WHAT IT IS: The Columbia Housing Authority, a local public, nonprofit agency, provides subsidized housing and rent vouchers for about 20,000 Midlands-area low-income residents, including the elderly and disabled.
The Housing Authority, one of the oldest housing authorities in the country, was founded in 1934.
Although the authority has the name "Columbia," it is not part of the city of Columbia.
However, its seven board members, called commissioners, are chosen by Columbia City Council. They are: Bobby Gist (chairman), Bessie Watson, Patrick Noble, Kathleen Smith, Arthur Bjontegard Jr., Katheryn Bellfield and James Robertson. Gist has served as chairman for 10 years.
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FEDERAL MONEY: A major recipient of HUD money for the low-income, the Housing Authority in 2009 received $39 million in federal grants, as well as $4.5 million in tenant revenue, according a recent audit. Its local holdings are worth more than $115 million, the audit said.
HOW IT WORKS: In some cases, the Housing Authority - which describes itself as the state's largest landlord - subsidizes rents for people who live in privately owned dwellings; in other cases, the Housing Authority owns the dwellings outright and offers low rents. The authority also helps the low-income buy homes. Each year, the authority takes in more than $40 million and spends about the same.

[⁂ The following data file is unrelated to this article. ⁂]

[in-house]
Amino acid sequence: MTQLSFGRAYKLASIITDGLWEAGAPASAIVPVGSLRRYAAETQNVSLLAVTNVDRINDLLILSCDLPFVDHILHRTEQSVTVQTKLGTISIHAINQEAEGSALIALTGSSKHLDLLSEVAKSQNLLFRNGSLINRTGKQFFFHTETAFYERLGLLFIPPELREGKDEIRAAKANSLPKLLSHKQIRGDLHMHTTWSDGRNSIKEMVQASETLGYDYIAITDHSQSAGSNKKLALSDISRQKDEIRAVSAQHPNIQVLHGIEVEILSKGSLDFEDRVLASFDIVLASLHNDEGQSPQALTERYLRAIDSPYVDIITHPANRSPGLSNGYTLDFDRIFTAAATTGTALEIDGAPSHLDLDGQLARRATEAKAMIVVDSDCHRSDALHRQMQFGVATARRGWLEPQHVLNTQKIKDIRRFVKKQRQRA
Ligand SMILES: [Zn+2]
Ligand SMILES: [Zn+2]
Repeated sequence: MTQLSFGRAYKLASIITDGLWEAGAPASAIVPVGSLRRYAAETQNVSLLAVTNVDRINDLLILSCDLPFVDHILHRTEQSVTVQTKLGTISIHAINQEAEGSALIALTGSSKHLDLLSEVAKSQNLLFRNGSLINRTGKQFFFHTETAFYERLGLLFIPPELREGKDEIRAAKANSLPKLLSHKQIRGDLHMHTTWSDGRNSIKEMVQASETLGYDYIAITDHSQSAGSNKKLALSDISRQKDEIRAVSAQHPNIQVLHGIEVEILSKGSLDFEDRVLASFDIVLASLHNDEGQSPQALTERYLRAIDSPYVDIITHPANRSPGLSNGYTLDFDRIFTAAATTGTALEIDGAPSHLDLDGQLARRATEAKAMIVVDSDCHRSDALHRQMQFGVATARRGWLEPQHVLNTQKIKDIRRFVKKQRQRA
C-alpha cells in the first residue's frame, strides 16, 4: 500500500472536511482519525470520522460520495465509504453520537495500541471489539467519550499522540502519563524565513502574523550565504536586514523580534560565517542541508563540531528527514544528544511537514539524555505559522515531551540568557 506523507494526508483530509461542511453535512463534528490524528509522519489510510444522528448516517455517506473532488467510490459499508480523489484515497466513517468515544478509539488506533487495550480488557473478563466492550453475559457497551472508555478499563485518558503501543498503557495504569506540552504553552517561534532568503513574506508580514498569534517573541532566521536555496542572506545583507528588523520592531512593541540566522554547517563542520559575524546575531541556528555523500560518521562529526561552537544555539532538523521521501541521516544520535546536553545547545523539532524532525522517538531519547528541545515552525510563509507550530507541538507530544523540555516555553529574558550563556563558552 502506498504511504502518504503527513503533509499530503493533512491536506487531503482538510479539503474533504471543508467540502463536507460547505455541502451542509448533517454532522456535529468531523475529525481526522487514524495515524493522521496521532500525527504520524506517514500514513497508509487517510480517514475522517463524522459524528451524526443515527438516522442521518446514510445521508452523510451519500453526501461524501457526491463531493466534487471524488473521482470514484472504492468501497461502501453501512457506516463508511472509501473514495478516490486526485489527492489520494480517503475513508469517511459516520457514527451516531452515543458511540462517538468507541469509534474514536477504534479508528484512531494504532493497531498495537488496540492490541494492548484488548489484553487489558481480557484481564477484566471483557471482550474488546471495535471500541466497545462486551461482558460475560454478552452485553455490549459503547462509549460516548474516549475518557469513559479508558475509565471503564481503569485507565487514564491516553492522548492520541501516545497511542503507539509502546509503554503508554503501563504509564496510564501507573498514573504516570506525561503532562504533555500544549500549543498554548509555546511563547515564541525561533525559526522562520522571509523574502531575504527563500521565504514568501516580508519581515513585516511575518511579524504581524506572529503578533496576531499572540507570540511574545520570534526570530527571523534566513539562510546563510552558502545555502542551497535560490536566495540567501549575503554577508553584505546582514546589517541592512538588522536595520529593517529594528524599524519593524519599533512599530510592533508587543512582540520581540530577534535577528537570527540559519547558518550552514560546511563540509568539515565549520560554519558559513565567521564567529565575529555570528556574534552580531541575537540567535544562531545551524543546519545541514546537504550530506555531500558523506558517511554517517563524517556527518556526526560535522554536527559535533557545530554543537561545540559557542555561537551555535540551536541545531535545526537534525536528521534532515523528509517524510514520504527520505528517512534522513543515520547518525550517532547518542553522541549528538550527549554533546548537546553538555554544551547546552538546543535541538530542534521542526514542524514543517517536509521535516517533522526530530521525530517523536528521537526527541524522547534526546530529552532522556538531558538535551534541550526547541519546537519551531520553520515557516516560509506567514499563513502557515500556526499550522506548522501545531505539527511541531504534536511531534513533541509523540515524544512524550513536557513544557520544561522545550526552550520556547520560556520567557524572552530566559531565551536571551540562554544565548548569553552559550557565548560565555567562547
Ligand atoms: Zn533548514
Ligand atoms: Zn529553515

A small part of the authority's mission involves the federal money - up to $1 million each year - it gets to buy houses on the local market. The authority does not pay local property taxes on those homes. But it does pay a fee in lieu of taxes, authority attorney Tim Rogers said.
SUCCESSES: In recent years, the authority has played a key role in demolishing aging inner-city housing projects, seen by many as breeding grounds for crime. Since 2000, the authority has spent more than $30 million in HUD money on showcase projects: the 166-unit Rosewood Hills on Rosewood Drive, on the former site of Hendley Homes, and the 257-unit Celia Saxon Gardens on Harden Street, formerly Saxon Homes.
INCREASED DEMAND: Because of foreclosures, unemployment and the demolition of older Housing Authority apartment complexes, demand for help has increased.
As of Dec. 31, the Housing Authority had 6,903 applications from low-income residents seeking various types of housing assistance.
Of those, 2,578 - individuals or families - were seeking Section 8 assistance. Section 8 monies are subsidies for rental homes and apartments. Last year, the Housing Authority gave out more than $18 million in federal rental subsidies.
- John Monk